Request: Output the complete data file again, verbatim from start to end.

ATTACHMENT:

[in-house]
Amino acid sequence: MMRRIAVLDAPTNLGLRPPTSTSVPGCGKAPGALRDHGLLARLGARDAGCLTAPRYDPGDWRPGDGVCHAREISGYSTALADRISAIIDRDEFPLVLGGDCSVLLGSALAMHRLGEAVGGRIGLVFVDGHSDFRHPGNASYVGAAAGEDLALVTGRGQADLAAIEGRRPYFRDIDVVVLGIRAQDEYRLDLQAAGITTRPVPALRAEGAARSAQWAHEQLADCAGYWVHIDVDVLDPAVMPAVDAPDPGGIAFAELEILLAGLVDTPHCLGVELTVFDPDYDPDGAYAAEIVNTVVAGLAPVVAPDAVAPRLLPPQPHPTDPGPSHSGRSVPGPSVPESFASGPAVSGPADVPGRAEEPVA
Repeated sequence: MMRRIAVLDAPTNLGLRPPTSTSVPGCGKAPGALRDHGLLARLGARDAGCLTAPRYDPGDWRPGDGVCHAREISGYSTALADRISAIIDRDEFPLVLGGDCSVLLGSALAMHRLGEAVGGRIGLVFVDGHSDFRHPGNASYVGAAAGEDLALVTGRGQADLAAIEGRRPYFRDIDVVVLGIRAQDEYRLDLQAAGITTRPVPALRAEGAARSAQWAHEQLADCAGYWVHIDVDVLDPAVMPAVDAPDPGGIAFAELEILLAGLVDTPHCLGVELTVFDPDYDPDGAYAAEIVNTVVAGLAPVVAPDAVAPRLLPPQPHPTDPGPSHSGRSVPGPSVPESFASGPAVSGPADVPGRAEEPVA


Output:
[in-house]
Amino acid sequence: MMRRIAVLDAPTNLGLRPPTSTSVPGCGKAPGALRDHGLLARLGARDAGCLTAPRYDPGDWRPGDGVCHAREISGYSTALADRISAIIDRDEFPLVLGGDCSVLLGSALAMHRLGEAVGGRIGLVFVDGHSDFRHPGNASYVGAAAGEDLALVTGRGQADLAAIEGRRPYFRDIDVVVLGIRAQDEYRLDLQAAGITTRPVPALRAEGAARSAQWAHEQLADCAGYWVHIDVDVLDPAVMPAVDAPDPGGIAFAELEILLAGLVDTPHCLGVELTVFDPDYDPDGAYAAEIVNTVVAGLAPVVAPDAVAPRLLPPQPHPTDPGPSHSGRSVPGPSVPESFASGPAVSGPADVPGRAEEPVA
Repeated sequence: MMRRIAVLDAPTNLGLRPPTSTSVPGCGKAPGALRDHGLLARLGARDAGCLTAPRYDPGDWRPGDGVCHAREISGYSTALADRISAIIDRDEFPLVLGGDCSVLLGSALAMHRLGEAVGGRIGLVFVDGHSDFRHPGNASYVGAAAGEDLALVTGRGQADLAAIEGRRPYFRDIDVVVLGIRAQDEYRLDLQAAGITTRPVPALRAEGAARSAQWAHEQLADCAGYWVHIDVDVLDPAVMPAVDAPDPGGIAFAELEILLAGLVDTPHCLGVELTVFDPDYDPDGAYAAEIVNTVVAGLAPVVAPDAVAPRLLPPQPHPTDPGPSHSGRSVPGPSVPESFASGPAVSGPADVPGRAEEPVA